A mural in the Oregon town of Corvallis is drawing international attention and controversy, even prompting the Chinese Consulate General to step in and ask the city's mayor to remove it.
When David Lin commissioned an artist to paint the mural outside his business, the Taiwanese immigrant said it was to tell a story: the struggle for Taiwan and Tibet to gain their independence from China.
"True peace, is mutual respect and you have to harmonically live together. You cannot use force," Lin said.
The images show a man being beaten, two men set on fire and a city in turmoil. This, Lin said, is the essence of art because it tells the truth.
A friend had given him photographs of the brutality and when Lin saw it, he felt compelled to do something.
"Tremendous shock to me. More than a million people were killed already and I want to speak out for them if I can," he said.
Earlier this month, two Chinese consular officials flew in to ask both Lin and Corvallis Mayor Julie Manning to remove it. In a letter, the Chinese General Consulate said it has caused, "strong resentment from (the) local Chinese community."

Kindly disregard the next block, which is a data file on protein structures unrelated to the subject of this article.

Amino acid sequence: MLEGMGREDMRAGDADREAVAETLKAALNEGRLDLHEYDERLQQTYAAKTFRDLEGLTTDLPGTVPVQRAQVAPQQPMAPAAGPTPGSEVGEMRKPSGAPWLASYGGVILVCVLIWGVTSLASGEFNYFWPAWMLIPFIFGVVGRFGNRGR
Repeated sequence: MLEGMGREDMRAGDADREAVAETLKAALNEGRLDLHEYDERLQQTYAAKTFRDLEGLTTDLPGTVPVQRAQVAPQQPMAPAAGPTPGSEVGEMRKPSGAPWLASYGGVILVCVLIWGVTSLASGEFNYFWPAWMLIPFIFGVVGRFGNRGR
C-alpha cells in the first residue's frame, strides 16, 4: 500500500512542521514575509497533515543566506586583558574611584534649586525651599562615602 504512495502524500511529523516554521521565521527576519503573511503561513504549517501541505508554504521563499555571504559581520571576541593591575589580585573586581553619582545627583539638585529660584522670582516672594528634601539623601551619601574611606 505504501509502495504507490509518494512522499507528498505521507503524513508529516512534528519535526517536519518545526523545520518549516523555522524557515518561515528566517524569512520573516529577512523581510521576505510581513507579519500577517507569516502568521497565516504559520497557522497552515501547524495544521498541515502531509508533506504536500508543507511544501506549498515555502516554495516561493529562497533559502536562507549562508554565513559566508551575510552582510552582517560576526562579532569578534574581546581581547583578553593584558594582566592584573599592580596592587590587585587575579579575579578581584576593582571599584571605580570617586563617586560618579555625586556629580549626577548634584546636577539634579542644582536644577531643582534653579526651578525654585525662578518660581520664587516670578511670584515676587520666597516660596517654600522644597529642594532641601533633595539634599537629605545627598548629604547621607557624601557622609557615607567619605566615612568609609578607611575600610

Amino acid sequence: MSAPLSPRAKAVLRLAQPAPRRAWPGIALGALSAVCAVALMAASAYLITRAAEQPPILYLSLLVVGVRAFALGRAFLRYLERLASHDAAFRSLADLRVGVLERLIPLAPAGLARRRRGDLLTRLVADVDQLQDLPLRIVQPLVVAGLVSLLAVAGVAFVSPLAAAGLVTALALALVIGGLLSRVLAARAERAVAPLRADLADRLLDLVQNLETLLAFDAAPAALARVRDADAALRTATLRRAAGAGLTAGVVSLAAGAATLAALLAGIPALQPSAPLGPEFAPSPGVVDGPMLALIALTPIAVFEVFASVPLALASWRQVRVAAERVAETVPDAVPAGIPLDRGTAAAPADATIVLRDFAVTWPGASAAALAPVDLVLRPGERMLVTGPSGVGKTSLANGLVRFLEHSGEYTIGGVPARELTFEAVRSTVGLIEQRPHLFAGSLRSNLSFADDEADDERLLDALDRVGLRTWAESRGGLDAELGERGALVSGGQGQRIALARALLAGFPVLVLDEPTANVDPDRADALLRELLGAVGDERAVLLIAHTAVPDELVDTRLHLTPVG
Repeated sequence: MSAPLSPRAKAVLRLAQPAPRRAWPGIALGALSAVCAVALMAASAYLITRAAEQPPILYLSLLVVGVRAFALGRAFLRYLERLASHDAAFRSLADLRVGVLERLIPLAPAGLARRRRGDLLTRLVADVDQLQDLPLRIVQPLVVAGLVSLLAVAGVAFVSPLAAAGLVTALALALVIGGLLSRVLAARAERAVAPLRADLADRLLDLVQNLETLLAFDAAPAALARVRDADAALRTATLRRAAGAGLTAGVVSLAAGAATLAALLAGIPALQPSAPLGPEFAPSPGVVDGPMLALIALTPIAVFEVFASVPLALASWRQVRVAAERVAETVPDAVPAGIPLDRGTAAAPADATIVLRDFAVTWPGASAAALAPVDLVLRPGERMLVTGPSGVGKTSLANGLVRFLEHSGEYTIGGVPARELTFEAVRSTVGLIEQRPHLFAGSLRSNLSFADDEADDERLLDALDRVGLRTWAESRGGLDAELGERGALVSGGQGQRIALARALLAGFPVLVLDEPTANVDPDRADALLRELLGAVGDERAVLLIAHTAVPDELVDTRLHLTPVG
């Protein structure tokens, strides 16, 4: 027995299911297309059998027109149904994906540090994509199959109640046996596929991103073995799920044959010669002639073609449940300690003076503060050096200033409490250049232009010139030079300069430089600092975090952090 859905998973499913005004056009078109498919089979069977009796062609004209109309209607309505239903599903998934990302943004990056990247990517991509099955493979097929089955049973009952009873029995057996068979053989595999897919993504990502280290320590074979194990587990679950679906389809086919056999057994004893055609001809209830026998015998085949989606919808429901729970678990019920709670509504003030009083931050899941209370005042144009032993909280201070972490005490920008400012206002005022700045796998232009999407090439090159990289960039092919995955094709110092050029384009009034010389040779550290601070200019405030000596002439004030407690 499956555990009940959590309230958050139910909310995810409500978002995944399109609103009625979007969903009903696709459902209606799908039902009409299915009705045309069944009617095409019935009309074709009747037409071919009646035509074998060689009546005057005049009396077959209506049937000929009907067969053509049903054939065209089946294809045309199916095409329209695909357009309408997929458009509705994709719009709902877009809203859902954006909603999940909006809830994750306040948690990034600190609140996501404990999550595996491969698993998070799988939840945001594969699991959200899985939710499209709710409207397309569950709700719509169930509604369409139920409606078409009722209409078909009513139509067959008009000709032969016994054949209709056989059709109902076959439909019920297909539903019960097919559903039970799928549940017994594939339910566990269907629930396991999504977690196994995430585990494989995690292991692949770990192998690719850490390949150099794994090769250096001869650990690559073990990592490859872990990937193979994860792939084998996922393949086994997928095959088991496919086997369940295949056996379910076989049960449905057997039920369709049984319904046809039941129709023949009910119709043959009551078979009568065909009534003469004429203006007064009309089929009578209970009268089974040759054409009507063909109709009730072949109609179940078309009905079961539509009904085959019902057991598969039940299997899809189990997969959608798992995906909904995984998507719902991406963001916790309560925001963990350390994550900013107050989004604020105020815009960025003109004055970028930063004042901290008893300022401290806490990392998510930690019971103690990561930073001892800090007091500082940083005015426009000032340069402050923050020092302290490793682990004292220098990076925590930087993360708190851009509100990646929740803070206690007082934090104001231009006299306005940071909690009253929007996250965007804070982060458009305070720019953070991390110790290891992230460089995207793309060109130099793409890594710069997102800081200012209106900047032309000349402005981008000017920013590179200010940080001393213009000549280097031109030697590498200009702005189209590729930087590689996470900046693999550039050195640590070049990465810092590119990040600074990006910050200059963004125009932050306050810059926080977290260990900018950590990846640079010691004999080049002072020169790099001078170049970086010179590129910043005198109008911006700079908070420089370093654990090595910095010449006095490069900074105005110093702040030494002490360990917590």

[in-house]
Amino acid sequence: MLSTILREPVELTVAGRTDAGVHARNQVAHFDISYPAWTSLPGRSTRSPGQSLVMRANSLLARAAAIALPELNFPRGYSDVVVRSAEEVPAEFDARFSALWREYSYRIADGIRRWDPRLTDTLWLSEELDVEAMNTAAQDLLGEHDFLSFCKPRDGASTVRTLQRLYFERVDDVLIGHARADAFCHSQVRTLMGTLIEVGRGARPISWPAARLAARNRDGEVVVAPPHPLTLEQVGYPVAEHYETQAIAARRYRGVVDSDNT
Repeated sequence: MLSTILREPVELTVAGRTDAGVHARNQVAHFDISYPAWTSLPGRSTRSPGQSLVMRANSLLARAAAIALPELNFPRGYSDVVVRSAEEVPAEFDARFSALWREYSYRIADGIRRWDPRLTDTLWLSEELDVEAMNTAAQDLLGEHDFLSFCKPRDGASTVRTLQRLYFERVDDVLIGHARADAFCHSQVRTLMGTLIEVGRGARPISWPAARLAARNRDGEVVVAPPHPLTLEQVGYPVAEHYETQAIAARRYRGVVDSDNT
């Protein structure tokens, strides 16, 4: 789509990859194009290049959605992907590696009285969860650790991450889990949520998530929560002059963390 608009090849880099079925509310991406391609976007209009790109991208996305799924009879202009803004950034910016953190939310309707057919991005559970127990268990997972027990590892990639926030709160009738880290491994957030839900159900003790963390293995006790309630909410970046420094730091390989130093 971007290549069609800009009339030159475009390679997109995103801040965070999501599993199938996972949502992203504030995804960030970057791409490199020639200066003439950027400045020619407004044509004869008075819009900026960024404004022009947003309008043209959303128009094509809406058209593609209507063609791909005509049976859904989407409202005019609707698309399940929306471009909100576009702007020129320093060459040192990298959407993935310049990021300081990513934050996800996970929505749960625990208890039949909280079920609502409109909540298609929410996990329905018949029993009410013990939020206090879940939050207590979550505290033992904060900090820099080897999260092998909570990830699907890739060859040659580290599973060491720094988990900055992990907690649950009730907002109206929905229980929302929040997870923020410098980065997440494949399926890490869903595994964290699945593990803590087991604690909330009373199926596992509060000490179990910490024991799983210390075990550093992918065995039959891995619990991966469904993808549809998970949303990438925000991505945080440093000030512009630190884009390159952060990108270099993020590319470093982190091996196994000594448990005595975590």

Manning said the art is protected speech under the First Amendment and that she has no right to order its removal.
"(I) really didn't believe that Mr. Lin was violating any local ordinances or laws," Manning said.
Out of fear, Lin didn't tell us exactly what the consulate said, just that, "I can say I carry a gun all the time now."
Despite threats, Lin refuses to take the mural down. He said he's fueled by doing the right thing and community support.
On Monday, he came to work to find two silk scarves, one white, one orange, tied to the door handle.
They're a symbol of highest honor in Tibetan culture.
"I pray I have the strength to stand up and that's what I want," Lin said.
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